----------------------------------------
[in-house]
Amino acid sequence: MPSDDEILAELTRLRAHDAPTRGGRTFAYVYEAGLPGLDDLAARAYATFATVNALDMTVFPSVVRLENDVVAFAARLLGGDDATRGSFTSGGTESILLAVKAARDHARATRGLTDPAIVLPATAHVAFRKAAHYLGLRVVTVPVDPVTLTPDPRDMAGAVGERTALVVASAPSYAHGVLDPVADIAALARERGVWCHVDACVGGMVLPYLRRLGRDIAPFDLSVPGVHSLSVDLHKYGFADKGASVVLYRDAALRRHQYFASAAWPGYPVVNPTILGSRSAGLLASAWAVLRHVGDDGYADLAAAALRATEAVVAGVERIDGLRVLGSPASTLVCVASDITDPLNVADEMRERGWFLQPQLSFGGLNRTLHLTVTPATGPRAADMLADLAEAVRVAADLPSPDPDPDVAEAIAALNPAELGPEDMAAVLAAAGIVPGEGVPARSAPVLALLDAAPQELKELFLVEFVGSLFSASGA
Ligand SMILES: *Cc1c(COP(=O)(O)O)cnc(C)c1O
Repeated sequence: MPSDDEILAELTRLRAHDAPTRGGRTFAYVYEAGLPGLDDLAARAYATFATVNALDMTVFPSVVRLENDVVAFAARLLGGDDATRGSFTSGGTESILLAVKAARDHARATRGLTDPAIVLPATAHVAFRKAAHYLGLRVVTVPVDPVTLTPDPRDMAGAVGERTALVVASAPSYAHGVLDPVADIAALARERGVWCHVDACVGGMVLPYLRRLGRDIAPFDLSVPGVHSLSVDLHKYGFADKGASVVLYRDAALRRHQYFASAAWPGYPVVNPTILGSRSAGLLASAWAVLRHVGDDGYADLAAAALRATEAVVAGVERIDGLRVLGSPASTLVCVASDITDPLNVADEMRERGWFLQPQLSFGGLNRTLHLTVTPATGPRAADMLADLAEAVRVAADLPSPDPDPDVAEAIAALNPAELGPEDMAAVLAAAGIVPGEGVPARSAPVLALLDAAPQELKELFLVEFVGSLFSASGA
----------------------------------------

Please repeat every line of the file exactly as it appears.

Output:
[in-house]
Amino acid sequence: MPSDDEILAELTRLRAHDAPTRGGRTFAYVYEAGLPGLDDLAARAYATFATVNALDMTVFPSVVRLENDVVAFAARLLGGDDATRGSFTSGGTESILLAVKAARDHARATRGLTDPAIVLPATAHVAFRKAAHYLGLRVVTVPVDPVTLTPDPRDMAGAVGERTALVVASAPSYAHGVLDPVADIAALARERGVWCHVDACVGGMVLPYLRRLGRDIAPFDLSVPGVHSLSVDLHKYGFADKGASVVLYRDAALRRHQYFASAAWPGYPVVNPTILGSRSAGLLASAWAVLRHVGDDGYADLAAAALRATEAVVAGVERIDGLRVLGSPASTLVCVASDITDPLNVADEMRERGWFLQPQLSFGGLNRTLHLTVTPATGPRAADMLADLAEAVRVAADLPSPDPDPDVAEAIAALNPAELGPEDMAAVLAAAGIVPGEGVPARSAPVLALLDAAPQELKELFLVEFVGSLFSASGA
Ligand SMILES: *Cc1c(COP(=O)(O)O)cnc(C)c1O
Repeated sequence: MPSDDEILAELTRLRAHDAPTRGGRTFAYVYEAGLPGLDDLAARAYATFATVNALDMTVFPSVVRLENDVVAFAARLLGGDDATRGSFTSGGTESILLAVKAARDHARATRGLTDPAIVLPATAHVAFRKAAHYLGLRVVTVPVDPVTLTPDPRDMAGAVGERTALVVASAPSYAHGVLDPVADIAALARERGVWCHVDACVGGMVLPYLRRLGRDIAPFDLSVPGVHSLSVDLHKYGFADKGASVVLYRDAALRRHQYFASAAWPGYPVVNPTILGSRSAGLLASAWAVLRHVGDDGYADLAAAALRATEAVVAGVERIDGLRVLGSPASTLVCVASDITDPLNVADEMRERGWFLQPQLSFGGLNRTLHLTVTPATGPRAADMLADLAEAVRVAADLPSPDPDPDVAEAIAALNPAELGPEDMAAVLAAAGIVPGEGVPARSAPVLALLDAAPQELKELFLVEFVGSLFSASGA